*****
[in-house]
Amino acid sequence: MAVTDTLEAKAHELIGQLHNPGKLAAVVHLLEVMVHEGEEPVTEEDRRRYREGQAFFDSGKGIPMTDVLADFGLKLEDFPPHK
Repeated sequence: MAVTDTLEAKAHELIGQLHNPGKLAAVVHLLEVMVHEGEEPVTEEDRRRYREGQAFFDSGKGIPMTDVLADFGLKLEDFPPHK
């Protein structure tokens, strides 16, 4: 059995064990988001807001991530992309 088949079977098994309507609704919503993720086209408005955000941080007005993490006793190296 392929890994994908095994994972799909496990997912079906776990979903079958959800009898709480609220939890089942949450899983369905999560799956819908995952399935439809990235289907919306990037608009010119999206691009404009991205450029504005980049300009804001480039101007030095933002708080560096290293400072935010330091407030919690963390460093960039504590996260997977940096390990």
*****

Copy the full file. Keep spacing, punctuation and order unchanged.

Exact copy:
[in-house]
Amino acid sequence: MAVTDTLEAKAHELIGQLHNPGKLAAVVHLLEVMVHEGEEPVTEEDRRRYREGQAFFDSGKGIPMTDVLADFGLKLEDFPPHK
Repeated sequence: MAVTDTLEAKAHELIGQLHNPGKLAAVVHLLEVMVHEGEEPVTEEDRRRYREGQAFFDSGKGIPMTDVLADFGLKLEDFPPHK
């Protein structure tokens, strides 16, 4: 059995064990988001807001991530992309 088949079977098994309507609704919503993720086209408005955000941080007005993490006793190296 392929890994994908095994994972799909496990997912079906776990979903079958959800009898709480609220939890089942949450899983369905999560799956819908995952399935439809990235289907919306990037608009010119999206691009404009991205450029504005980049300009804001480039101007030095933002708080560096290293400072935010330091407030919690963390460093960039504590996260997977940096390990």